Iwould like to plant a few fig trees. I want to know what I’m getting into with the figs. What problems can I anticipate? Are they susceptible to many pests like some of my other fruit trees?
There are a couple of potential problems with figs.
Perhaps the worst is birds attacking the ripening fruit. Placing bird netting over the tree is the easiest and surest way of keeping them out. Plastic owls, hawks, snakes along with balloons and iridescent foils work for a while, but usually, the birds grow accustomed to them.
Figs are also a fruit fly host; the brown turkey variety is reported to be less susceptible than White Kadota.
In addition, a fungus disease called fig rust might attack the leaves; it first appears as small, yellowish-orange spots on the leaves. These spots are covered with rust spores. Severely infected leaves turn yellow-brown and drop. The disease can cause a complete defoliation of the tree. Yet, infected trees will eventually sprout new leaves. Fig rust is not fatal, but repeated leaf drop can weaken the plant and reduce size and quality of the fruit. Unfortunately, the more rainfall, the more of a problem the rust will be.
Another fungus can cause black or brown spots on the fruit.
Again, the severity is dependent upon the amount of rain.
Hi Nick, I’ve had to severely prune some podocarpus trees. All that’s remaining are trunks about 6 feet tall, 6 inches diameter and a few spindly lower branches. I want to stimulate new branch growth from the trunk. Can I maybe do this by making small nicks to the trunk with the chain saw or machete? If so, which?
Are there any chemical similar to root dip but for branches? Any particular fertilizers? Thanks, Jeff
I think you already stimulated the tree to set forth new buds and, therefore, encourage new branches to grow. These trees take pruning very well, and if healthy, they should recover nicely on their own. Do not put any more cuts into the tree.
Unless the tree’s color was a bit yellow, I would not recommend fertilizer at this time. Wait, at least, until new growth comes out. Even then, if the tree was healthy and green before the severe pruning, fertilization is not necessarily required. When nutrients are finally applied, choose a high nitrogen fertilizer.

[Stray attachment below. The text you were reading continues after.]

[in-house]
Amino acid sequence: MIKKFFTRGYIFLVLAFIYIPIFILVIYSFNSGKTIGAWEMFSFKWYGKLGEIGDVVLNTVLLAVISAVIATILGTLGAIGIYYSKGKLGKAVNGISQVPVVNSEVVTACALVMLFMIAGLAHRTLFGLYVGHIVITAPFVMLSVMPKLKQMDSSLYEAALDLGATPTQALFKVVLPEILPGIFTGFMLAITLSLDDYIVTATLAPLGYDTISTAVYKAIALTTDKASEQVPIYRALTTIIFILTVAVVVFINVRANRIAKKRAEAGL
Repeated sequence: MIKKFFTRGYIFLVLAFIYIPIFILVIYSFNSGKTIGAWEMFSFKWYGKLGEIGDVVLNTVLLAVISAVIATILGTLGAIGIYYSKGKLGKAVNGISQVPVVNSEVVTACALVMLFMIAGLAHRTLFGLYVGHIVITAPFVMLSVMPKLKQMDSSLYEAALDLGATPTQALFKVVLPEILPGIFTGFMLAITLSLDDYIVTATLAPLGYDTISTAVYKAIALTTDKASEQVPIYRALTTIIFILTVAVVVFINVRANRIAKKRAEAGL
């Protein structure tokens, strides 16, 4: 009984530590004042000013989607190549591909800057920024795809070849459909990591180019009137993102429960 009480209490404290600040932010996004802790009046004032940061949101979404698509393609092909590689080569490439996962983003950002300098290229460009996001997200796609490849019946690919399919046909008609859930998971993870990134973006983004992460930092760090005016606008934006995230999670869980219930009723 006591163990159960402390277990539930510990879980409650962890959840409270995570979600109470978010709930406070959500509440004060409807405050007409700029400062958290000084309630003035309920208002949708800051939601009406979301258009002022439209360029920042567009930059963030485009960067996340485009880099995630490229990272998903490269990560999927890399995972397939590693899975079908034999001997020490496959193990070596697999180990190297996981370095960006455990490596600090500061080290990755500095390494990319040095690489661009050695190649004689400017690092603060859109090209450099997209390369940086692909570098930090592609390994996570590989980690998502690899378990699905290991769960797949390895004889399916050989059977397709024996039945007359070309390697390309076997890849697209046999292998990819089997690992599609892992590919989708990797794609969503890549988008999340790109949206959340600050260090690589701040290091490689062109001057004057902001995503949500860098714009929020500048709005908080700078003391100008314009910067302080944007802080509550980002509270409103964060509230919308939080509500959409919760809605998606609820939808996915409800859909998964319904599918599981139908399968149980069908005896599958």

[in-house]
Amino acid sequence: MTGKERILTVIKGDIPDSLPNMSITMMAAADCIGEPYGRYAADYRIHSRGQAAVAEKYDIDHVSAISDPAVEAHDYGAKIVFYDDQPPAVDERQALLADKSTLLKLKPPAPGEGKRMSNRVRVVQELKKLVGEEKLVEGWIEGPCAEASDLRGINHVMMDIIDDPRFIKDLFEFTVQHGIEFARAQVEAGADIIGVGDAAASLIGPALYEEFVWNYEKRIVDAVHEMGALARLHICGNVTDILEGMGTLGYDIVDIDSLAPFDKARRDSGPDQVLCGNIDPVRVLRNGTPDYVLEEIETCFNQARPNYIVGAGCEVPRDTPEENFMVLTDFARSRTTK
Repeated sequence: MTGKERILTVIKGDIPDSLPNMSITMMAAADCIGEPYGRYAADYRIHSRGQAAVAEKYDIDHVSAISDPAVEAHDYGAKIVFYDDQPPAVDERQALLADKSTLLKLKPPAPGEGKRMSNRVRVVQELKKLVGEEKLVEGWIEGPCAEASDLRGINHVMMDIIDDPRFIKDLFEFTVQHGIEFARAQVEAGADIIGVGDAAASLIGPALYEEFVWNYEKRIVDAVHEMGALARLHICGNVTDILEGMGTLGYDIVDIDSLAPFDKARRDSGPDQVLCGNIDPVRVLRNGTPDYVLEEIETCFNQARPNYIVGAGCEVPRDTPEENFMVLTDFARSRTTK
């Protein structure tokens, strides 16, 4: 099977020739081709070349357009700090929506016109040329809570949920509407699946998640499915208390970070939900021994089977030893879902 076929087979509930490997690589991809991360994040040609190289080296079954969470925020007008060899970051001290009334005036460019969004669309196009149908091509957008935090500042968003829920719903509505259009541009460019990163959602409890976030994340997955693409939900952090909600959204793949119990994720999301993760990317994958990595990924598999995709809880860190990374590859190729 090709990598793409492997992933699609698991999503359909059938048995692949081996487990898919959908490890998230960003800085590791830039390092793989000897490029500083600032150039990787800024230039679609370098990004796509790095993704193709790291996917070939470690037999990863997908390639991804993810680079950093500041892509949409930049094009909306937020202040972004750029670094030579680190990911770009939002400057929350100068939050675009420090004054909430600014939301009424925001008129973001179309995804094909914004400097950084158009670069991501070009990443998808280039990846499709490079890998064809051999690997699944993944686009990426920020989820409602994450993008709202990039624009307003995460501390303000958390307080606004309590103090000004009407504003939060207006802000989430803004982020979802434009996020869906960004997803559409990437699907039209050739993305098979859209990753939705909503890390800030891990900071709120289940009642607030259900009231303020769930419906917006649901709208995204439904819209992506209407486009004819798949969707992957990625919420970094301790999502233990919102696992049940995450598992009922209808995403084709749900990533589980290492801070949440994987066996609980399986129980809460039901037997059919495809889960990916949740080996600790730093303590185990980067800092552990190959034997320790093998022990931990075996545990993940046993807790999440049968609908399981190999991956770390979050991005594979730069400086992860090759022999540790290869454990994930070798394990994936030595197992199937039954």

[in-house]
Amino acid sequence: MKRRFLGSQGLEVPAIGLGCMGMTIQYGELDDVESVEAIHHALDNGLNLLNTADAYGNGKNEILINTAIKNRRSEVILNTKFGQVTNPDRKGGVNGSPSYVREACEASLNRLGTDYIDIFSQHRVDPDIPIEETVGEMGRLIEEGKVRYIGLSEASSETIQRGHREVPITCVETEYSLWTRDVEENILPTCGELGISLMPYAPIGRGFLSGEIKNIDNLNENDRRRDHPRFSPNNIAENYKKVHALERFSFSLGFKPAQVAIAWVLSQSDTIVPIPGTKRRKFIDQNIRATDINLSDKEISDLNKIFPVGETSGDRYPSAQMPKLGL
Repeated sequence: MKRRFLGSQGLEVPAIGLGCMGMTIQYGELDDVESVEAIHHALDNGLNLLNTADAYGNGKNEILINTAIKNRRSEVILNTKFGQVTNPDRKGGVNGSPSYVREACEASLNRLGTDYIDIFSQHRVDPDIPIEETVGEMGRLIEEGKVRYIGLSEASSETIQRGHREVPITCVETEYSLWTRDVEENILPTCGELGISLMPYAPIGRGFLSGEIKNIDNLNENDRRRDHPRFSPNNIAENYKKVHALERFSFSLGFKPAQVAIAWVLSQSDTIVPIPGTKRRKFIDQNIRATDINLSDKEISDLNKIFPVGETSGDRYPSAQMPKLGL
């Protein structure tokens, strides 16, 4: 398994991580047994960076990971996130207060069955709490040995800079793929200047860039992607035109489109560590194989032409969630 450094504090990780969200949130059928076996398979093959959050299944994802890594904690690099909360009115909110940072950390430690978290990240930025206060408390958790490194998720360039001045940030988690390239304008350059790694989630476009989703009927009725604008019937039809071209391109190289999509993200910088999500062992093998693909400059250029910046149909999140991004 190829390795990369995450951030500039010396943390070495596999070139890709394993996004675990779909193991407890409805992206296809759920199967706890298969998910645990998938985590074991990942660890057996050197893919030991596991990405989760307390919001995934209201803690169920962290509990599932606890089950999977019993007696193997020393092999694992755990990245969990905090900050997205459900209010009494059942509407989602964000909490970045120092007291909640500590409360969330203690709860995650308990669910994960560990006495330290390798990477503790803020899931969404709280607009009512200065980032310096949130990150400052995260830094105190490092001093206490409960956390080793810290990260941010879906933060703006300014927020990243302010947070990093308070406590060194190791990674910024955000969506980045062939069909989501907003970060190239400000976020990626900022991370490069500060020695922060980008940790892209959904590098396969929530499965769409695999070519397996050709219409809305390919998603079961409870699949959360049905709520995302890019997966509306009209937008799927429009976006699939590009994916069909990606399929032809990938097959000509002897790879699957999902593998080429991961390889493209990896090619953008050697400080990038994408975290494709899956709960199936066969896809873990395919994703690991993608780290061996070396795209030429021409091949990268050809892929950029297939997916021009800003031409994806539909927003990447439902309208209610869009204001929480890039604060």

A number of the tomatoes I harvested this year had a rot at the bottom of the fruit. Some of the fruit I was able to just cut off the bottom and the rest was OK. What is causing this? Do I need to spray something?
Blossom end rot (BER) is a physiological disorder. It is caused by something other than a fungus, bacteria, virus, etc., and, therefore, there is no need to spray anything topically.
Symptoms might occur at any stage of fruit development but most often on the immature, green fruit. Light brown spots at or near the blossom end first appear.
Then, as the fruit ripens, these spots gradually expand into a sunken, leathery, brown or black lesion.
Recent studies show blossom end rot results from a low level of calcium in the fruit. Other factors that influence the development of BER include excessive amounts of fertilizer, particularly nitrogen during early fruiting, and irregular watering patterns, including heavy rains and drought. Mulching can prevent these wide fluctuations of soil moisture.
Lastly, BER is more common on sandier soils. Adding lime to the soil will help prevent this problem. Using a nitrate nitrogen fertilizer such as calcium nitrate is helpful. Some varieties are more affected than others. Check seed catalog descriptions for those varieties resistant to BER.
For more information about growing tomatoes and other vegetables and fruit, visit www.gardenguy.com.
Hilo resident Nick Sakovich is a professor emeritus of the University of California. He has worked in the field of agriculture for 30 years. Email your questions to Sakovich at email@example.com.